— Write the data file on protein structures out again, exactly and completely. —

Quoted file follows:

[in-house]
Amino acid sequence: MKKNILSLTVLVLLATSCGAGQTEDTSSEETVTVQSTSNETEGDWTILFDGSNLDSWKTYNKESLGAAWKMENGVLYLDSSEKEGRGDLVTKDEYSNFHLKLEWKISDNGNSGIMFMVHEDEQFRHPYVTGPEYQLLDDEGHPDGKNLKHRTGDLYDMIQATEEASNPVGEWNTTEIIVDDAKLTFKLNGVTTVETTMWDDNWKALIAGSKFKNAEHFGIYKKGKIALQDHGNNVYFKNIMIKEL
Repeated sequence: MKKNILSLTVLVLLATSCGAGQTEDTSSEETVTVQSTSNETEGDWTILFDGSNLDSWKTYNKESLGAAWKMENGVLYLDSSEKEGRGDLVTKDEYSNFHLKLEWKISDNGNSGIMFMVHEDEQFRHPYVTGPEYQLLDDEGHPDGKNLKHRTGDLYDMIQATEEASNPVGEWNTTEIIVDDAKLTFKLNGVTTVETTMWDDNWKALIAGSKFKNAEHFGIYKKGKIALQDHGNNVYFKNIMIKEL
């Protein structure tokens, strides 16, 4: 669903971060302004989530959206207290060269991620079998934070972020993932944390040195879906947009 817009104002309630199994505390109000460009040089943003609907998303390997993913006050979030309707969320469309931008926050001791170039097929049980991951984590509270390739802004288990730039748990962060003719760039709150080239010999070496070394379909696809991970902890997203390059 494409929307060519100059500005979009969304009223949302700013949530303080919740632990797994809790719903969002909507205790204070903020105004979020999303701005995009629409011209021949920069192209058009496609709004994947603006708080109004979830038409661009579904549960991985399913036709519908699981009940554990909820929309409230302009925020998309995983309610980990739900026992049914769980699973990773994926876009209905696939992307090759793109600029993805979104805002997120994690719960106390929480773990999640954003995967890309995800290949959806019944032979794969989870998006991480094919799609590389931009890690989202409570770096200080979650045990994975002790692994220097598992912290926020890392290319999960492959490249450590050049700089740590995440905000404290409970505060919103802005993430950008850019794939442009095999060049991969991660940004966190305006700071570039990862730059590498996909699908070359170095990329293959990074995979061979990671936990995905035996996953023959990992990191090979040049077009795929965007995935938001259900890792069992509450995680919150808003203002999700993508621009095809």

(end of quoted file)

[in-house]
Amino acid sequence: MKKNILSLTVLVLLATSCGAGQTEDTSSEETVTVQSTSNETEGDWTILFDGSNLDSWKTYNKESLGAAWKMENGVLYLDSSEKEGRGDLVTKDEYSNFHLKLEWKISDNGNSGIMFMVHEDEQFRHPYVTGPEYQLLDDEGHPDGKNLKHRTGDLYDMIQATEEASNPVGEWNTTEIIVDDAKLTFKLNGVTTVETTMWDDNWKALIAGSKFKNAEHFGIYKKGKIALQDHGNNVYFKNIMIKEL
Repeated sequence: MKKNILSLTVLVLLATSCGAGQTEDTSSEETVTVQSTSNETEGDWTILFDGSNLDSWKTYNKESLGAAWKMENGVLYLDSSEKEGRGDLVTKDEYSNFHLKLEWKISDNGNSGIMFMVHEDEQFRHPYVTGPEYQLLDDEGHPDGKNLKHRTGDLYDMIQATEEASNPVGEWNTTEIIVDDAKLTFKLNGVTTVETTMWDDNWKALIAGSKFKNAEHFGIYKKGKIALQDHGNNVYFKNIMIKEL
């Protein structure tokens, strides 16, 4: 669903971060302004989530959206207290060269991620079998934070972020993932944390040195879906947009 817009104002309630199994505390109000460009040089943003609907998303390997993913006050979030309707969320469309931008926050001791170039097929049980991951984590509270390739802004288990730039748990962060003719760039709150080239010999070496070394379909696809991970902890997203390059 494409929307060519100059500005979009969304009223949302700013949530303080919740632990797994809790719903969002909507205790204070903020105004979020999303701005995009629409011209021949920069192209058009496609709004994947603006708080109004979830038409661009579904549960991985399913036709519908699981009940554990909820929309409230302009925020998309995983309610980990739900026992049914769980699973990773994926876009209905696939992307090759793109600029993805979104805002997120994690719960106390929480773990999640954003995967890309995800290949959806019944032979794969989870998006991480094919799609590389931009890690989202409570770096200080979650045990994975002790692994220097598992912290926020890392290319999960492959490249450590050049700089740590995440905000404290409970505060919103802005993430950008850019794939442009095999060049991969991660940004966190305006700071570039990862730059590498996909699908070359170095990329293959990074995979061979990671936990995905035996996953023959990992990191090979040049077009795929965007995935938001259900890792069992509450995680919150808003203002999700993508621009095809």